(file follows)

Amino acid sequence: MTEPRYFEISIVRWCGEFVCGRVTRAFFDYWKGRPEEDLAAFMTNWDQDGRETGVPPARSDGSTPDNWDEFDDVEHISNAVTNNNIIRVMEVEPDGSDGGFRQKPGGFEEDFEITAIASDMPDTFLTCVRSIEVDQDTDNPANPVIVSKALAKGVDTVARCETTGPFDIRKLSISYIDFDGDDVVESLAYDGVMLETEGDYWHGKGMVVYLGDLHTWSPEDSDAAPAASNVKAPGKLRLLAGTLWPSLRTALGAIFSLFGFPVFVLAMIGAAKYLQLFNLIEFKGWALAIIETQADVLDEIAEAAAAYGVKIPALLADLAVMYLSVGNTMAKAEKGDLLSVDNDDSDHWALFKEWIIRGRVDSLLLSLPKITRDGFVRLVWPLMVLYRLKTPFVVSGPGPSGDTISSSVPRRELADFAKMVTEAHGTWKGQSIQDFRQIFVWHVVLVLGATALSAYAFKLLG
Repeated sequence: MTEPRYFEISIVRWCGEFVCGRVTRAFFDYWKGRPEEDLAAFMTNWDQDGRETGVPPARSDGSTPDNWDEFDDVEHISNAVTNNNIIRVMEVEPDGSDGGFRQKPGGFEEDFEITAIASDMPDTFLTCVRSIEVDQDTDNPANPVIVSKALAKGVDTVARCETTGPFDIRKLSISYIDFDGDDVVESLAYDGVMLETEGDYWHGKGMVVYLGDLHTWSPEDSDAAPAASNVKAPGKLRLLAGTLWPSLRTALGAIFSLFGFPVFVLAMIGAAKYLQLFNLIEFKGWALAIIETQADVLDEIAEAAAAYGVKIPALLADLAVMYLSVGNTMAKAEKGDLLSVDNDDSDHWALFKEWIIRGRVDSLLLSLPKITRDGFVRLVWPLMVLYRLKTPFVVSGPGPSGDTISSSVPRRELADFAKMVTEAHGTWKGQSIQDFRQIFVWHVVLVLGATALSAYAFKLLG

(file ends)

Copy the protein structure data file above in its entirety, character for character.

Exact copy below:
Amino acid sequence: MTEPRYFEISIVRWCGEFVCGRVTRAFFDYWKGRPEEDLAAFMTNWDQDGRETGVPPARSDGSTPDNWDEFDDVEHISNAVTNNNIIRVMEVEPDGSDGGFRQKPGGFEEDFEITAIASDMPDTFLTCVRSIEVDQDTDNPANPVIVSKALAKGVDTVARCETTGPFDIRKLSISYIDFDGDDVVESLAYDGVMLETEGDYWHGKGMVVYLGDLHTWSPEDSDAAPAASNVKAPGKLRLLAGTLWPSLRTALGAIFSLFGFPVFVLAMIGAAKYLQLFNLIEFKGWALAIIETQADVLDEIAEAAAAYGVKIPALLADLAVMYLSVGNTMAKAEKGDLLSVDNDDSDHWALFKEWIIRGRVDSLLLSLPKITRDGFVRLVWPLMVLYRLKTPFVVSGPGPSGDTISSSVPRRELADFAKMVTEAHGTWKGQSIQDFRQIFVWHVVLVLGATALSAYAFKLLG
Repeated sequence: MTEPRYFEISIVRWCGEFVCGRVTRAFFDYWKGRPEEDLAAFMTNWDQDGRETGVPPARSDGSTPDNWDEFDDVEHISNAVTNNNIIRVMEVEPDGSDGGFRQKPGGFEEDFEITAIASDMPDTFLTCVRSIEVDQDTDNPANPVIVSKALAKGVDTVARCETTGPFDIRKLSISYIDFDGDDVVESLAYDGVMLETEGDYWHGKGMVVYLGDLHTWSPEDSDAAPAASNVKAPGKLRLLAGTLWPSLRTALGAIFSLFGFPVFVLAMIGAAKYLQLFNLIEFKGWALAIIETQADVLDEIAEAAAAYGVKIPALLADLAVMYLSVGNTMAKAEKGDLLSVDNDDSDHWALFKEWIIRGRVDSLLLSLPKITRDGFVRLVWPLMVLYRLKTPFVVSGPGPSGDTISSSVPRRELADFAKMVTEAHGTWKGQSIQDFRQIFVWHVVLVLGATALSAYAFKLLG